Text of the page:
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Benefits of high intelligence: Potential moderating effects of emotion regulation and friendship quality

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Depression, anxiety, and suicidal thoughts or actions are on the rise in adolescents (National Institute of Mental Health, 2015; Bridge, Asti, & Horowitz, 2015). Parents, school administrators, and therapists are

Depression, anxiety, and suicidal thoughts or actions are on the rise in adolescents (National Institute of Mental Health, 2015; Bridge, Asti, & Horowitz, 2015). Parents, school administrators, and therapists are searching for resiliency factors with in at-risk groups to aid students in need. In previous work, Luthar and Zigler (1992) reported that intelligent youth are more resilient than less intelligent youth under low stress conditions but they lose their advantage under high stress conditions. This study examined whether intelligence (reflected in grade point average; GPA) and maladaptive (internalizing and externalizing symptoms) behaviors are negatively related in adolescents, and tested whether level of stress, reflected in emotion regulation and friendship quality, moderated that association. It also probed whether the relationships differ by gender. Sixth-graders (N=506) were recruited with active parental consent from three middle schools. Adolescents completed self-report questionnaires Regarding demo graphics, maladaptive behaviors, emotion regulation, and friendship quality, and GPA data were collected from the school. Regression analyses found that GPA was negatively related to externalizing symptoms. Girls with poor friendship communication report significantly higher maladaptive behaviors. This relation was more pronounced for girls with high GPAs, as predicted. Results support the theory that intelligent female adolescents are more reactive under adverse circumstances. Future efforts should follow students through middle school into high school to evaluate whether friendships remain important to adjustment, hold for boys as well as girls, and have implications for relationship interventions.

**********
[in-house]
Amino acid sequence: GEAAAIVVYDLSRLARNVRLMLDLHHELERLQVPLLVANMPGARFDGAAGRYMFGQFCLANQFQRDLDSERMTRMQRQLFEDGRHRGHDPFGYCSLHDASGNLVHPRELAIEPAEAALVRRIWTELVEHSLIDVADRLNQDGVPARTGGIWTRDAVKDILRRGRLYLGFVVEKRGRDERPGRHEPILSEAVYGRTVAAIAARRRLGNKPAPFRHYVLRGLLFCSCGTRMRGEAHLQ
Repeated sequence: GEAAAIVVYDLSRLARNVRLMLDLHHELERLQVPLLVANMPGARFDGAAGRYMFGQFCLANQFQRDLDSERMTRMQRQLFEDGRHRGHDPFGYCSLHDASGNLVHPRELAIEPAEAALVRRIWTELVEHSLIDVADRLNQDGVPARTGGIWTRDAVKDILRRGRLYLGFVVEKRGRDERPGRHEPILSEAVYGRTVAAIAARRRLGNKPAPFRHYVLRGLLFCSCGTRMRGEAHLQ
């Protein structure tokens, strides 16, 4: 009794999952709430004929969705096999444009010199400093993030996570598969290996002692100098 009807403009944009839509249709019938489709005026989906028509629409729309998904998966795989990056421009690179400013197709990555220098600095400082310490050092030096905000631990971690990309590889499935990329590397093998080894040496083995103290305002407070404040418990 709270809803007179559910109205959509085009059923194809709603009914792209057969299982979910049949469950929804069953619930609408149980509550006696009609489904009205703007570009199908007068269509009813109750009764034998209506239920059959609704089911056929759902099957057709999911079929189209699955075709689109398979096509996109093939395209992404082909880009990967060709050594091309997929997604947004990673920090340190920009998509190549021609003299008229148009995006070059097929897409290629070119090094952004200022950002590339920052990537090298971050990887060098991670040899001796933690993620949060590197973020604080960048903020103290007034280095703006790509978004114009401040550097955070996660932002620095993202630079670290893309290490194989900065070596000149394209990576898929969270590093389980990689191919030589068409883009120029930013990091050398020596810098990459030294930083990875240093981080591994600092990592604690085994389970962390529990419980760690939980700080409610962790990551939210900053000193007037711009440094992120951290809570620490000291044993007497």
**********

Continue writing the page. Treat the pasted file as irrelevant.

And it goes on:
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  • 2017-12

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The Multidimensional Nature of Social Support in Contributing to Adjustment Following Spousal Loss

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Spousal loss is a common, significant life event that can negatively affect multiple facets of individual health and psychological adjustment. Social support is one factor that is shown to improve

Spousal loss is a common, significant life event that can negatively affect multiple facets of individual health and psychological adjustment. Social support is one factor that is shown to improve adjustment following spousal loss, but much less is known regarding which facet of social support is most predictive of positive adjustment outcomes following spousal loss. This study examined the course of changes in mental health and well-being following spousal loss and which facets of social support are associated with better outcomes following spousal loss. Latent growth curve modeling was applied to data from 265 widowed individuals, ages 65 and older, across four assessments (baseline, and 6-, 18-, and 48- months following spousal loss). I examined the following research questions: (1) adjustment following spousal loss will follow a trajectory of an increase in depressive symptoms and anxiety and decrease in well-being with a leveling-off over time, with between-person differences, and (2) emotional support and instrumental support given will lead to more positive adjustment outcomes over time. Depressive symptoms followed the hypothesized trajectory but anxiety and well-being showed relative stability before and after spousal loss. Instrumental support was the most beneficial facet of social support, such that receiving more instrumental support was associated with lower levels of depressive symptoms and anxiety 6-months following spousal loss. Giving more instrumental support led to an increase in well-being following spousal loss. Instrumental support given and received led to increases in well-being as a function of spousal loss. The discussion focuses on whether and how these findings can help to identify ways through which support and help can be given to individuals to improve adjustment to spousal loss and fully recover.

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  • 2017-12